Pineapples are a favorite backyard crop all over the world. They are easy to grow and maintain and thrive both indoors and outside. When healthy, they produce beautiful flowers and delicious fruit that can be stored for long periods and enjoyed for months out of the year. Pineapples might not be the wisest choice for gardeners with limited space, however, as the plants multiply quickly and can take over a garden in a short time.
Start your pineapple plant by using the top off a store-bought pineapple. Twist the top, or crown, from the store-bought pineapple until it comes free. Remove all the fruit flesh and bottom leaves. Allow the top to dry for several days before planting.
Plant your pineapple in an 8-inch pot full of moist garden soil. Replace the soil and firm around the base so that the pineapple does not tip over. For better drainage, you can add an inch of gravel to the bottom of the pot.
Transplant your pineapple to a warm location in your yard at the beginning of summer. In moderate climates, the plants do best in sunny areas. However, in regions where the temperature remains hot throughout the entire growing season, you should plant your pineapple in partial sun or shade to ensure the soil remains moist. The soil should be well drained and sandy, with a pH of between 4.5 and 6.5. When planting multiple pineapple plants, leave approximately 12 inches between each one.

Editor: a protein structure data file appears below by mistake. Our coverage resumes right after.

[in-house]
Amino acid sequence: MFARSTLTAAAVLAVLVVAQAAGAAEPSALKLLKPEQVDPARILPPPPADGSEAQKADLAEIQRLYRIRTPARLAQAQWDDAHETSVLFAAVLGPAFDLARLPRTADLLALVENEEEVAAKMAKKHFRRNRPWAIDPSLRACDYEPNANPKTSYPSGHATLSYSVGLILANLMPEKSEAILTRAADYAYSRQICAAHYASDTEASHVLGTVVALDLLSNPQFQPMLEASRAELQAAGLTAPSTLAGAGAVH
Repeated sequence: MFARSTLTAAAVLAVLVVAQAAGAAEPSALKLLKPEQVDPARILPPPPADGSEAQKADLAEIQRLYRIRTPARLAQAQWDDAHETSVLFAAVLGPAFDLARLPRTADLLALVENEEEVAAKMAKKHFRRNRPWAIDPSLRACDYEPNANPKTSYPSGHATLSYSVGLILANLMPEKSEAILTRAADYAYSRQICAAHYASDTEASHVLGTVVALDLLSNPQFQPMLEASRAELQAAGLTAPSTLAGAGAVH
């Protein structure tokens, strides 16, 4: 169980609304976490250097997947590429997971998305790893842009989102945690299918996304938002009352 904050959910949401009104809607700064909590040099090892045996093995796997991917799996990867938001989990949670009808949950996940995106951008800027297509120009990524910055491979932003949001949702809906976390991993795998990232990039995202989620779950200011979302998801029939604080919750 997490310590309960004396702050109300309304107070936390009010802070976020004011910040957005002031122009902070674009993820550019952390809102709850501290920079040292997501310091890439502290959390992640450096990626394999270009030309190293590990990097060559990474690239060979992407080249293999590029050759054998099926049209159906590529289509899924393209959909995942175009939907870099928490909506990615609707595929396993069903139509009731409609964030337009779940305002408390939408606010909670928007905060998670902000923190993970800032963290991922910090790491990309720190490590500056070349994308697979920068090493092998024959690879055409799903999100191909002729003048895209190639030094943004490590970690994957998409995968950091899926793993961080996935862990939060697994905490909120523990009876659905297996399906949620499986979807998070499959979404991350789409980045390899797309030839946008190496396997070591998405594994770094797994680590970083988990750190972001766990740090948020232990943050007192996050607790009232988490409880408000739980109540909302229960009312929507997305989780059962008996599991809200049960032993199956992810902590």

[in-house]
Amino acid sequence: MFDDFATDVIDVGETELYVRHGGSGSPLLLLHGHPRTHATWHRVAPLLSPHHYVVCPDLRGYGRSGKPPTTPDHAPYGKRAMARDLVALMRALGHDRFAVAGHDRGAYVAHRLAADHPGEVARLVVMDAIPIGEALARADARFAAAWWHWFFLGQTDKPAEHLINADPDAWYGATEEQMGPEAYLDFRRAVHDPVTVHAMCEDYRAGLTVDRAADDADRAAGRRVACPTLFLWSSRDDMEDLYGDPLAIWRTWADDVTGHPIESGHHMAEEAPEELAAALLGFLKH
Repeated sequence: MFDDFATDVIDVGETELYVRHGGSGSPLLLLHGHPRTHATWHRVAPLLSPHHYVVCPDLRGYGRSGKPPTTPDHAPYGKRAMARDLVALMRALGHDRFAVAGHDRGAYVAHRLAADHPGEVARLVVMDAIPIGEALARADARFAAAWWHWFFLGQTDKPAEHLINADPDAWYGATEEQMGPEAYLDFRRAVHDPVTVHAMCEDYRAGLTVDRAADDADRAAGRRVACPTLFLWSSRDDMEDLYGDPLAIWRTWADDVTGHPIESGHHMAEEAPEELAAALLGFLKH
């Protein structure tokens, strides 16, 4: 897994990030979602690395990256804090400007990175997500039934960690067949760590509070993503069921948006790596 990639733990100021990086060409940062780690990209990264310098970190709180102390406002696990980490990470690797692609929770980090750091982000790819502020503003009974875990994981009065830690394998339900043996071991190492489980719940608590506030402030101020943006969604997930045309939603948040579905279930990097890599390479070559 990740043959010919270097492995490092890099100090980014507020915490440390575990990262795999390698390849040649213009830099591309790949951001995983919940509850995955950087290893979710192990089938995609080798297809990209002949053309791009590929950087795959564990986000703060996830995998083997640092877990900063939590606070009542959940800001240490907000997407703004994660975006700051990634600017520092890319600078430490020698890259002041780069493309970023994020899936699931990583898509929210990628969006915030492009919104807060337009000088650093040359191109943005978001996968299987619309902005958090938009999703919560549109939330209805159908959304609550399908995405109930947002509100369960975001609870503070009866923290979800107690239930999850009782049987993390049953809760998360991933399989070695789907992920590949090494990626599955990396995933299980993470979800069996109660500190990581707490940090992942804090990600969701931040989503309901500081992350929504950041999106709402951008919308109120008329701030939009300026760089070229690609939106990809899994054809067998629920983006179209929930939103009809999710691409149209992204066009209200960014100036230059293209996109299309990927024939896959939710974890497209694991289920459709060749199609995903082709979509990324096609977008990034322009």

Water the soil around your pineapple plant once each week. Pineapples do not require a lot of water, as long as you mulch around the plants to minimize evaporation. Too little water will negatively affect fruit production.
Bring your pineapple indoors when the weather turns cold. Pineapples cannot tolerate frost or temperatures that drop below freezing. In warmer climates, the plants thrive outdoors year-round.
Fertilize every 3-4 months, or more often if you notice a reddish or purplish tinge developing on the leaves of your plant. This indicates it is starving. Nitrogen is necessary for fruit production, and your pineapple may benefit from the addition of iron and magnesium to the soil. During the first few months, pineapples take in nutrition through their leaves. Therefore, make certain that any fertilizer you apply lands directly on the leaves of your plant during this time.
Harvest your pineapple when you hear a solid sound when tapping on the side of the fruit. Unripe pineapples sound hollow. Pineapples grown from tops may take up to 2 years to fruit.
Watch your pineapples for signs of disease or insect infestation. Mealy bugs, mites, nematodes, and beetles are all attracted to pineapple plants and can cause serious damage if ignored.